“Finally on tallying, our candidate won with a landslide victory. Masambu polled 72 votes against 43 votes of Mr. Yvon Henri of France and was thus declared the next Director General of ITSO effective July 2017 when the term of the current leadership expires,” added Tumwebaze.

Uganda had earlier in Istanbul retained her seat on the 40 Member Council of Administration of the Universal Postal Union (UPU).

Masambu (C) in a group photo with Tumwebaze (R) in United States last week

Masambu (C) in a group photo with Tumwebaze (R) in United States last week

Significance

Tumwebaze said elections to these international bodies take into consideration a number of factors such as diplomatic ties, a country’s foreign policy, its leadership and how strategically important it is in the region, continental and international system among others.

“These elections also are by and large a measure of how the international system perceives a country. Normally, the lobbying is intense and involving. I however had at these meetings competent teams of campaigners that smartly helped me to execute a subtle and well-conceived campaign strategy,” said the Minister.

He said one major factor that helped our campaign both in Istanbul and Washington was the influence of President Museveni on the continent which helped to unite Africa and also on the international scene.

“It gave us enormous good will…The influence of our President was the most enabling good will to ride on among other factors. Our President’s correct foreign policy of the Pan Africanist formation, his clarity and articulation of Africa’s bottlenecks, his consistent advocacy for trade not aid as well his role in stabilizing troubled Somalia that many saw as a failed State and had surrendered in the hands of terror networks, all continue to stand out prominently at the international scene and thus helped a great deal to brand Uganda correctly, the works and efforts of spoilers from within and without Uganda notwithstanding,” said Tumwebaze.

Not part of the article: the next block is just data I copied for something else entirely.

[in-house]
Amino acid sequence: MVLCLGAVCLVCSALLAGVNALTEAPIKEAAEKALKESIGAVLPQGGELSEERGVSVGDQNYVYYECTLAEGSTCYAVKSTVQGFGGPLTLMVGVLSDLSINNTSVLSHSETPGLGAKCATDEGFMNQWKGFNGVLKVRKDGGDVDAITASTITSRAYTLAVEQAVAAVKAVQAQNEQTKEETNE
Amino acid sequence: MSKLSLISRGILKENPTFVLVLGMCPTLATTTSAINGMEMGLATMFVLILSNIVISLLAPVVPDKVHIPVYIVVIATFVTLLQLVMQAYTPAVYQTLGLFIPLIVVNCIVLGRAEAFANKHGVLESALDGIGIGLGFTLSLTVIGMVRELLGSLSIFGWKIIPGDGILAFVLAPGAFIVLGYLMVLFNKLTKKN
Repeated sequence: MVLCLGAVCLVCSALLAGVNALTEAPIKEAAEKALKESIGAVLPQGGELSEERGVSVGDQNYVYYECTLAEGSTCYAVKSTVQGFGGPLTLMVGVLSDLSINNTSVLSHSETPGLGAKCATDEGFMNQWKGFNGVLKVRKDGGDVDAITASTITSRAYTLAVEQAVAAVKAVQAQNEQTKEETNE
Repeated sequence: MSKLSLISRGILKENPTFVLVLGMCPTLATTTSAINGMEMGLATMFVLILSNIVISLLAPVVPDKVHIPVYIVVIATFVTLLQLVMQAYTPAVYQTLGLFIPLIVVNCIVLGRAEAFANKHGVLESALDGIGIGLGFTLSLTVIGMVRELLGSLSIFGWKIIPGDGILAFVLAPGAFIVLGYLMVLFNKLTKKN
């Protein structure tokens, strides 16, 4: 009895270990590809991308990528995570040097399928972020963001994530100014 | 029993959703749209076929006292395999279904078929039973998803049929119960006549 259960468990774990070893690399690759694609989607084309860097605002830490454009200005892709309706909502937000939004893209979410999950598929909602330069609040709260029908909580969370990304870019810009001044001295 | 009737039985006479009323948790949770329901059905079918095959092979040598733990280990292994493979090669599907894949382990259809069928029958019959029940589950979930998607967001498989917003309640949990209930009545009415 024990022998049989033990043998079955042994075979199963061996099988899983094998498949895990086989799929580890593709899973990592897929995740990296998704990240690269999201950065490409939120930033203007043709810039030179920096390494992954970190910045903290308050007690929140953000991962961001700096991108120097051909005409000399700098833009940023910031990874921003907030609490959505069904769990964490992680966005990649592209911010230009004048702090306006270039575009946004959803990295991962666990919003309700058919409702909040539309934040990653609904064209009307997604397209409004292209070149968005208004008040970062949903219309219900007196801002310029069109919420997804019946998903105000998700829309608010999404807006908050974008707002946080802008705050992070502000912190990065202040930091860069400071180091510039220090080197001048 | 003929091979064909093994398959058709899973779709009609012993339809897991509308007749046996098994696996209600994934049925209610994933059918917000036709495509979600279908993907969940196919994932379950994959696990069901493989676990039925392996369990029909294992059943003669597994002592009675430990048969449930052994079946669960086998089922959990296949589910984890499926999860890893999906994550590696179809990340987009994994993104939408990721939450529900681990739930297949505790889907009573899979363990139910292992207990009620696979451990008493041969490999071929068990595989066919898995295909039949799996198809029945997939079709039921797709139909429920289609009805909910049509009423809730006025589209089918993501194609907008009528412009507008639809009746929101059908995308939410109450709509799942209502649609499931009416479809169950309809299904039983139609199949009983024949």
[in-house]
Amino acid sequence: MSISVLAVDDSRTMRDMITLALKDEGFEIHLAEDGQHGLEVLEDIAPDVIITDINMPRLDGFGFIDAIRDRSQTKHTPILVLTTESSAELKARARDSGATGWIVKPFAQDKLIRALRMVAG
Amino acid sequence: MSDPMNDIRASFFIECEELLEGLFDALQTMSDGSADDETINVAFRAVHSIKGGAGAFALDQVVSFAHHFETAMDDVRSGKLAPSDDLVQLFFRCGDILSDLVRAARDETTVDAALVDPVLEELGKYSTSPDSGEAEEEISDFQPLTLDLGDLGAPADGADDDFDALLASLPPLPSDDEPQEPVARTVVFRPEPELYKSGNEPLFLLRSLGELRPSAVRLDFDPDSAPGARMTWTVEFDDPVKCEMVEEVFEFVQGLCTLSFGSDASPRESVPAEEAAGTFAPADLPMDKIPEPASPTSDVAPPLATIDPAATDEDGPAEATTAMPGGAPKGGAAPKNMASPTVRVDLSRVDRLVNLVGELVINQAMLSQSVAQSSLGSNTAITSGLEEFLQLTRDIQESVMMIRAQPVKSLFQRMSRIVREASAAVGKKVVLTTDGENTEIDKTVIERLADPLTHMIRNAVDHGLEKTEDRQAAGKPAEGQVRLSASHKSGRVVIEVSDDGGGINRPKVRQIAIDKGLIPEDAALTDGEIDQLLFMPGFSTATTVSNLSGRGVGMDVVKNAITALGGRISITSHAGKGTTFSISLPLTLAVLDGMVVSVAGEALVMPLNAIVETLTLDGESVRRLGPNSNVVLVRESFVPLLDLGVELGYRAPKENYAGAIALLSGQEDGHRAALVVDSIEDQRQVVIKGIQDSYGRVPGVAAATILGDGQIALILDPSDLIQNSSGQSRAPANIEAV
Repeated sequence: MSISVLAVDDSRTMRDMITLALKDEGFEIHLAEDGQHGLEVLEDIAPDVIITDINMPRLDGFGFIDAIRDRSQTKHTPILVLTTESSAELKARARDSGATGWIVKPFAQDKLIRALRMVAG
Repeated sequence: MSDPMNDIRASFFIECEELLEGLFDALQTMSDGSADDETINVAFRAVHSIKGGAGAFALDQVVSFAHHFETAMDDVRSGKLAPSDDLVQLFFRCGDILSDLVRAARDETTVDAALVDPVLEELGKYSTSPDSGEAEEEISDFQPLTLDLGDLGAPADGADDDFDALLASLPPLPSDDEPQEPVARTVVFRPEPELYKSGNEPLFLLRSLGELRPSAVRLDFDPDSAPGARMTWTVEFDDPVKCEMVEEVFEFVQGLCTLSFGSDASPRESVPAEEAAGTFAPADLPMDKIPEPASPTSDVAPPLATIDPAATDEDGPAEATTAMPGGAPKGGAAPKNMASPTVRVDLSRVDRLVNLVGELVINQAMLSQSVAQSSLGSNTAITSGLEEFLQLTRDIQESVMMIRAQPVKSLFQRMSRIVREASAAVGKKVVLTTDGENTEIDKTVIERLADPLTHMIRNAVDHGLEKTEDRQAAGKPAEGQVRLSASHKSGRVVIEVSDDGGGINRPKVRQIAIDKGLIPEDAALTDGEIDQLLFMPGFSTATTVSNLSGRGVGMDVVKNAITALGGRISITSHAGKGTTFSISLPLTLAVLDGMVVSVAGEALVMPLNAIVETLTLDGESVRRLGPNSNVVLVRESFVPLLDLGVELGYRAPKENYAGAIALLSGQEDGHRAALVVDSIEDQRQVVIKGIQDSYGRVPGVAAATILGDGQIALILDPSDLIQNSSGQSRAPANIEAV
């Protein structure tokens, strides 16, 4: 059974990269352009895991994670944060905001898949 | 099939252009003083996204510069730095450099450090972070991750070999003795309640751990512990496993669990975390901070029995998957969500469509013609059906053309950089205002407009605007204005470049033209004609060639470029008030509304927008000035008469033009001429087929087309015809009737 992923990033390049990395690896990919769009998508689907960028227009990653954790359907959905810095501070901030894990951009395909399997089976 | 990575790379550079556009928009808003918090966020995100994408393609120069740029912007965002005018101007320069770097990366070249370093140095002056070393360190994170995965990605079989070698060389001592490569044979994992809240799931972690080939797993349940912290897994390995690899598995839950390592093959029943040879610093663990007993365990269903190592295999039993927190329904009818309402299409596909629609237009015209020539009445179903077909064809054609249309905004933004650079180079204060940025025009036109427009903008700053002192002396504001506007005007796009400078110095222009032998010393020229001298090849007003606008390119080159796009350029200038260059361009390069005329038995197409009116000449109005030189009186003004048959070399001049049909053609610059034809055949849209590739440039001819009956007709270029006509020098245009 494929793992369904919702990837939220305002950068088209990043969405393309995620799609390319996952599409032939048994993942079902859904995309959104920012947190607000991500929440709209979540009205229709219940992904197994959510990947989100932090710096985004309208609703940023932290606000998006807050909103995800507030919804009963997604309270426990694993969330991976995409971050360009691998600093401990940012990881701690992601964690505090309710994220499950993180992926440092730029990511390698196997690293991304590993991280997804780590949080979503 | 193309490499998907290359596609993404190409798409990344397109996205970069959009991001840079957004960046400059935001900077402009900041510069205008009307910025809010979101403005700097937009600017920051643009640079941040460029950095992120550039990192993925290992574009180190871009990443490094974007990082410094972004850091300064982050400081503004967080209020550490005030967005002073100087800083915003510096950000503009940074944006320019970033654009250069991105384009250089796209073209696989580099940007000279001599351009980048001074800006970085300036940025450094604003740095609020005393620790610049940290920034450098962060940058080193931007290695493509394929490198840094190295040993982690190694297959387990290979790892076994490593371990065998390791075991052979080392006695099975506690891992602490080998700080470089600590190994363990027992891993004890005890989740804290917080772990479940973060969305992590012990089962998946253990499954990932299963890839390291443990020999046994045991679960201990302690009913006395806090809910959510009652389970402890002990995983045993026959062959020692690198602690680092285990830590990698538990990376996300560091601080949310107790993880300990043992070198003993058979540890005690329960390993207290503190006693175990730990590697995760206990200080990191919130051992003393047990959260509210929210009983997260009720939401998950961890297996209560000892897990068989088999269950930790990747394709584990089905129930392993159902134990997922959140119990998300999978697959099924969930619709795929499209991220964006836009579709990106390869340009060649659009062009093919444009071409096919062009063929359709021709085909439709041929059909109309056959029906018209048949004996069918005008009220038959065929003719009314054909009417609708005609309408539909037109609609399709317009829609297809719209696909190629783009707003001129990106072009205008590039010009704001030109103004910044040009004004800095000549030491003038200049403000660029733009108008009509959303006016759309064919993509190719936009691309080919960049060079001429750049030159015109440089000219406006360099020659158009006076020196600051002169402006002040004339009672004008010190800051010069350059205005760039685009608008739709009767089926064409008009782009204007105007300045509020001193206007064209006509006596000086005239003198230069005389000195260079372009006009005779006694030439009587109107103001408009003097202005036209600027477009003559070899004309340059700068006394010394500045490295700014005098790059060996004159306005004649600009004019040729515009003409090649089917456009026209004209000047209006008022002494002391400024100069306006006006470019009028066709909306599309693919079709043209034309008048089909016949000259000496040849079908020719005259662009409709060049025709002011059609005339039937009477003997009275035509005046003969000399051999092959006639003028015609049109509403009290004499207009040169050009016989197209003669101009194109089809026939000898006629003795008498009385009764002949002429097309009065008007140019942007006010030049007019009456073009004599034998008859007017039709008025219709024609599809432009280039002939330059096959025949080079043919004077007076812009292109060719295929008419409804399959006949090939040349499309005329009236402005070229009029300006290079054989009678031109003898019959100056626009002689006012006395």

“Every minister or Head of delegation we spoke to while soliciting support for our country and candidate pledged support for Uganda. Each of those that pledged support had a thing or two to speak about in praise of the leadership of our President. By and large, Uganda enjoys good relations with most countries of the world and hence some were giving reciprocal support.”

Of particular importance also was the technical competence of Candidate Masambu. A telecommunications engineer, by profession, Masambu has more than 30 years of experience at senior and international levels that have included positions in both the public and private sector.

Tumwebaze said Masambu has actively led and participated in the design, development and implementation of various works and initiatives at regional and international level in institutions such as ITU, ATU, World Bank and other institutions.

Participation in these global initiatives provide Uganda an opportunity to bench mark and quality assure our ICT policy instruments and be able to review them periodically to match the changing demands of Technological advancements.

He also cited transfer of knowledge, mobilisation of resources and visibility as other benefits that come with leadership of such high profile institutions.